In New Brunswick’s first-of-its-kind conservation easement, a deal struck to reforest Marysville Flats
Hadeel Ibrahim, CBC News
Before settlement, a swath of floodplain forest on Fredericton’s north side was ideal habitat for species now sparse or endangered – tall and reaching bur oaks and silver maple, soaring bald eagles and bank swallows.
Over the course of history, the area was clear cut for farming, destroying the wetland forest along the Nashwaak River. With no root systems to hold the soil together, flooding started washing it into the river.
The Nashwaak Watershed Association has been trying for 10 years to reverse this destruction, planting thousands of trees and hoping for the return of the eagles and wood turtles.
This year, the association was able to get a permanent protection for the land from the City of Fredericton, the first conservation easement granted by a municipality in the province, according to the group’s Marieka Chaplin.
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The 23 acres (about nine hectares) of wetlands called Marysville Flats is not a hotbed for development, said Chaplin, the executive director of the Nashwaak Watershed Association, but the easement means peace of mind for conservationists.
“What this conservation means is it protects it in perpetuity,” she told Information Morning Fredericton.
“It’s also part of a larger view towards how we can steward land, and how we can better look after it and restore it.”
Chaplin said this particular area, near the former cotton mill on McGloin Street and adjacent to the Marysville Heritage Centre, is ecologically significant.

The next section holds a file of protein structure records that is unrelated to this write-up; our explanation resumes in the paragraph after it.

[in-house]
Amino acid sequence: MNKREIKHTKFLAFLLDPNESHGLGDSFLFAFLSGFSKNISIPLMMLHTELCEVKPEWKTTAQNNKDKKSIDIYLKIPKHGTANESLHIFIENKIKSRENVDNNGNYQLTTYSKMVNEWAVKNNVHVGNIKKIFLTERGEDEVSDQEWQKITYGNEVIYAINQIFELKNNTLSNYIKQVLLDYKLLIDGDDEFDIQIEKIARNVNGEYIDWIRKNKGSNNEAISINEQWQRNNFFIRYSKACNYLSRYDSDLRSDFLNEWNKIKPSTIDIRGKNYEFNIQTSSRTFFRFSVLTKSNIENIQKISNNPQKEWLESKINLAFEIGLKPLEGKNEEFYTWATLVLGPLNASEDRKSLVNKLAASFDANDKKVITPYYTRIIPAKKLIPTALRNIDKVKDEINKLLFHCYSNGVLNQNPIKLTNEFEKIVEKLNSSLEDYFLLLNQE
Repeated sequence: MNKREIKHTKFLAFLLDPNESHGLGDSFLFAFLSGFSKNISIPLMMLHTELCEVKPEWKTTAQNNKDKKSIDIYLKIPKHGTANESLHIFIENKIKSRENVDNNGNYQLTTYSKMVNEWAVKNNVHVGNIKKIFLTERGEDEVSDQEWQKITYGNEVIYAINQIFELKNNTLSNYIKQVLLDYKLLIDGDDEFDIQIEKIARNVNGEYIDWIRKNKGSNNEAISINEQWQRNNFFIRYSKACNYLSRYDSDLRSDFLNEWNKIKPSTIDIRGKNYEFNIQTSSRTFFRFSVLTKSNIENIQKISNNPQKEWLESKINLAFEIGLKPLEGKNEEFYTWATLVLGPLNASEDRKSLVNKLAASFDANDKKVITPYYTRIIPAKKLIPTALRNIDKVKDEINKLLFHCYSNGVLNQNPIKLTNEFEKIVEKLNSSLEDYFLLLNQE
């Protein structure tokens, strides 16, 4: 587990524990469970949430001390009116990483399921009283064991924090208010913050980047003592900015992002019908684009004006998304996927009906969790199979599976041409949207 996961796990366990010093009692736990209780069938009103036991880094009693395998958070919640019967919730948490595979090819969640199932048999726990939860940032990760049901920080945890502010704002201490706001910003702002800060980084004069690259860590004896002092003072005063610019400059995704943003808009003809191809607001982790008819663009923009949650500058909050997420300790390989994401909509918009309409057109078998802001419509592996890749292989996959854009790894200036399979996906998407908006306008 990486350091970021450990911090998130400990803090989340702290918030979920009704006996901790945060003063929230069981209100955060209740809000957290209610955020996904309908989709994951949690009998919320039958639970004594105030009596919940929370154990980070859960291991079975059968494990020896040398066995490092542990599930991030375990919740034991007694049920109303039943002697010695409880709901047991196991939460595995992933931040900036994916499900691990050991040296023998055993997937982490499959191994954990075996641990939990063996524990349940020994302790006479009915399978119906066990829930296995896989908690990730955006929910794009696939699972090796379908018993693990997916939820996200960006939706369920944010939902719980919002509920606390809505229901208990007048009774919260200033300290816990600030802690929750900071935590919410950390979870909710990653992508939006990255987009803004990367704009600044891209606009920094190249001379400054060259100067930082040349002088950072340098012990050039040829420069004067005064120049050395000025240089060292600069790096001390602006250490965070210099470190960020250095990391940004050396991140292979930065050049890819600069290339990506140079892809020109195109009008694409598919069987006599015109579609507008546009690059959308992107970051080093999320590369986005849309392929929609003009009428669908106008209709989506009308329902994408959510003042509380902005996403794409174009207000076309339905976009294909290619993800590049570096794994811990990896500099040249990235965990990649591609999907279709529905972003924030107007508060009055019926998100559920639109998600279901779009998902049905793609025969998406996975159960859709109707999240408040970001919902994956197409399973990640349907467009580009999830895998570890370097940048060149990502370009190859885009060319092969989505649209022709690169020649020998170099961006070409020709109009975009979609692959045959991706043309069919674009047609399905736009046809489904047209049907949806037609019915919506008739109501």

“There are many rare species that call it its home,” she said.
This includes bald eagles, bank swallows, which love the riverbanks on the Nashwaak, as well as the wood turtle.
Those animals love to coexist with particular types of trees, ones the association has been replanting in the area. They include silver maple trees, butternut, ash an native red-tipped willows. Those trees also prevent erosion and retain moisture.
“We’re also really keen to be planting bur oak, which is a species of special concern here in our province,” she said. “It’s one of those rare species that would have been much more part of the floodplain tree canopy before it was cleared.”
She said the trees planted with the help of volunteers have been thriving.
Property remains with the city
The property still belongs to the city. According to a report submitted to council, the city bought the land in 2009 because of its possible recreational value.
The easement, a fairly new concept made possible by New Brunswick legislation passed in 2011, “is a legal agreement that allows landowners to protect and preserve property through an agreement with a third-party agency while also maintaining ownership of the property,” the city report said.
“These rights run with the land in perpetuity unless certain conditions are not met (e.g. the third-party agency ceases to exist).”
Chaplin said volunteers and conservationists planted 14,000 trees this year and plan to plant more next year.
She said the association has its eyes on similar properties that could be protected using this new method: Neill’s Flats off Gibson Street.
“We’re also hoping to work with the city to eventually establish a conservation easement there, acknowledging…it is quite a bit of work on the part of the city to get that legal mechanism in place,” Chaplin said. “[We’re] very committed to restoring and re-wilding important parts of the watershed.”
Check out the story from CBC News here: Large swath of wetland on Fredericton’s north side is now permanently protected.